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iPhone Archive: Eibar's Paper Airplanes

If 19th place SD Eibar don't make up a three point gap in the La Liga standings over the last nine games this year, worldwide soccer will lose one of its most charming and romantic stories for at least a season.

You've probably heard of the improbable rise of Eibar by now, a village of 27,000 halfway between Bilbao and San Sebastian in Basque Country. The club probably even surprised themselves by earning promotion to La Liga for the first time in 2014.

They almost weren't allowed to join up with the likes of Barcelona and Real Madrid because of outstanding debts, but a crowdfunding campaign raised the capital required to play in the league for the 2014-15 season.

I don't think anyone expected them to actually stay up, but Eibar now competes in their seventh straight La Liga season. The increased revenue they've garnered from their status in La Liga allowed them to twice upgrade the only stadium they have ever called home. It now seats 8,164, roughly one seat for each of the supporter-owned club's shareholders.

When I attended a game between Eibar and fellow Basque club Alaves in 2016, the proud region of roughly two million accounted for roughly four percent of the overall Spanish population, but 20 percent of the country's first division. This stat becomes more impressive considering Athletic Bilbao's policy of only fielding Basque players, while the other three teams draw heavily from local talent as well.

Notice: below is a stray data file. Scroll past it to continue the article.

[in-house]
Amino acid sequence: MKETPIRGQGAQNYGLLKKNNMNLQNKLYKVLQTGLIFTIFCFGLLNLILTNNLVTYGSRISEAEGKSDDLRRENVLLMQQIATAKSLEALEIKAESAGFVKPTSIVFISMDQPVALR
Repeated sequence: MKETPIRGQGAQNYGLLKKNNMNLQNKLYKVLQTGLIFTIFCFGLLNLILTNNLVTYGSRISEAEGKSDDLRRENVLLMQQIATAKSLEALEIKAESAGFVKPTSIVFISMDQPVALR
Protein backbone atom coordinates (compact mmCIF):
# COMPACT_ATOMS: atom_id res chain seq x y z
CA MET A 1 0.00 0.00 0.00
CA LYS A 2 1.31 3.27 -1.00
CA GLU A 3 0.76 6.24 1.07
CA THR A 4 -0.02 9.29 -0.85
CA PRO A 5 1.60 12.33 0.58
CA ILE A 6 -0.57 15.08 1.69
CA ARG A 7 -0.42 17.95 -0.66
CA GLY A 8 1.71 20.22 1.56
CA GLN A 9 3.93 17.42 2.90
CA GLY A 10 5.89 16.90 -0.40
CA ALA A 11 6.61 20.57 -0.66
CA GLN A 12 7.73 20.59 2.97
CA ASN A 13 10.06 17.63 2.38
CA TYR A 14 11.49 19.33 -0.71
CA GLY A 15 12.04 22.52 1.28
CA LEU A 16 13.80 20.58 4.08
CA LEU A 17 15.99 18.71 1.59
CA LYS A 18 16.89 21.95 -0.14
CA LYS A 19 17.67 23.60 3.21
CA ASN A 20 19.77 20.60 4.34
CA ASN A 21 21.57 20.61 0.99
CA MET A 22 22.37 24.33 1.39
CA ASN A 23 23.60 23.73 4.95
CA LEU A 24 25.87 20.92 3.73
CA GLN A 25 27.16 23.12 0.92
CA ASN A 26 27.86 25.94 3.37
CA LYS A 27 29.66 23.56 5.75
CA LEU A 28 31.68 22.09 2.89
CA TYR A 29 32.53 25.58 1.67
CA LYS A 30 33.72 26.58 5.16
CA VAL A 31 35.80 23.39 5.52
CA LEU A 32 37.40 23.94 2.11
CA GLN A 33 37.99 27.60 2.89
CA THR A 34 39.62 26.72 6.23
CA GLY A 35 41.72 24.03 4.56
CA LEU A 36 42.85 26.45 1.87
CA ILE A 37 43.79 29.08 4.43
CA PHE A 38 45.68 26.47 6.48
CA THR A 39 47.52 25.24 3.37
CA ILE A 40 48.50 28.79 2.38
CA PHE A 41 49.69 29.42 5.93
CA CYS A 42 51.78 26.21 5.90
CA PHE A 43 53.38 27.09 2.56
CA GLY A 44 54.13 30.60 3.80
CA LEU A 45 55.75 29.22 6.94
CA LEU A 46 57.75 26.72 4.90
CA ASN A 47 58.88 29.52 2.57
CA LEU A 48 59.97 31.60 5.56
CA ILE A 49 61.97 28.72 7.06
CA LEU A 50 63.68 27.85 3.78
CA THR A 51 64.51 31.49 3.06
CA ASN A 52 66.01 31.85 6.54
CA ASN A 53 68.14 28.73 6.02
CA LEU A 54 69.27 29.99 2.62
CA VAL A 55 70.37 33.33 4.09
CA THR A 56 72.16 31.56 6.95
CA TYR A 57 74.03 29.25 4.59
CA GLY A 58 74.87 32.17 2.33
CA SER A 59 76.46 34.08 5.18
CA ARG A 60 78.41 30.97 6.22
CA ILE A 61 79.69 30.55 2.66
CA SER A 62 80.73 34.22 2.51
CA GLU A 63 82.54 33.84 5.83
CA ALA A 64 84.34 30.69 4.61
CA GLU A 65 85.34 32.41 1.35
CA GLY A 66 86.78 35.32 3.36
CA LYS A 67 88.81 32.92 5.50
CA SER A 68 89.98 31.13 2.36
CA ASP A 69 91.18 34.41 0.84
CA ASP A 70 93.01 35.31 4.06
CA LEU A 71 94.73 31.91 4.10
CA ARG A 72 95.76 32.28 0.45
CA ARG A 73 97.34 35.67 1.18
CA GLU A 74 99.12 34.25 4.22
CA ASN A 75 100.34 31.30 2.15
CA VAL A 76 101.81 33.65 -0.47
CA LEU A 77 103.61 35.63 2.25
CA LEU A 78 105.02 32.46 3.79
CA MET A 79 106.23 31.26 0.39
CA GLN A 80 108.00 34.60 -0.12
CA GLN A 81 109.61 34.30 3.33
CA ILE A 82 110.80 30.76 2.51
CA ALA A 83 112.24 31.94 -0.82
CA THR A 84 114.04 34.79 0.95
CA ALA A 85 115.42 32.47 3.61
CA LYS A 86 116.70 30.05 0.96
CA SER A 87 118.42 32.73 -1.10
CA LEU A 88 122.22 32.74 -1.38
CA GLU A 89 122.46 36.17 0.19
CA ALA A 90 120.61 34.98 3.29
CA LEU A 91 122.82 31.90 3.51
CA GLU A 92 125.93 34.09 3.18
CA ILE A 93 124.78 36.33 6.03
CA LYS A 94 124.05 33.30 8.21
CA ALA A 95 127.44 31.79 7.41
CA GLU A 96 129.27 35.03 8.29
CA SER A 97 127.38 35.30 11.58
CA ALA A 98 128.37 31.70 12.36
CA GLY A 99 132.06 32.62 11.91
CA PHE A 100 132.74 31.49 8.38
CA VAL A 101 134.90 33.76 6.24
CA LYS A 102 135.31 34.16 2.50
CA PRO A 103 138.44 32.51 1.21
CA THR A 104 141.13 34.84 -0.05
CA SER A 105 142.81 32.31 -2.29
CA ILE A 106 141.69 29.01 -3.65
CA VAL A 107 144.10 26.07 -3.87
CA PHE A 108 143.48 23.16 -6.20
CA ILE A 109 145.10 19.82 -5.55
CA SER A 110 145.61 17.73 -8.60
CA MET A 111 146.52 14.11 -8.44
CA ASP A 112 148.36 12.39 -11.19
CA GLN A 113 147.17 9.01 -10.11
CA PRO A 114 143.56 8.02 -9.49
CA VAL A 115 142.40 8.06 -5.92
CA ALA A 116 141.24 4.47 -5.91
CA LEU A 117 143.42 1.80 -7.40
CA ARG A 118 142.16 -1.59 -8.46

Pound-for-pound, this might be the best region for youth development in the entire world.

I enjoyed the game despite it ending in a scoreless draw watched by roughly one-third of the local population. The actual town featured a few oddities -- its streets were so cramped that our bus could only drop us off at the bottom of a hill where we'd have to climb a steep upgrade about a mile to the top.

This is probably why the city has outdoor escalators that you can ride to the stadium while overlooking what I assume is a former bull fighting ring.

What really stood out for me, though, were the paper airplanes. I took the photo that leads this post at halftime of the game while they flew down from the stands onto the field.

Then the second half started and no one cleaned any of them up. Not the security, the referees, or any of the players. Five years later, I'm still confused about this as the little club from Basque Country continues to defy the odds in La Liga.


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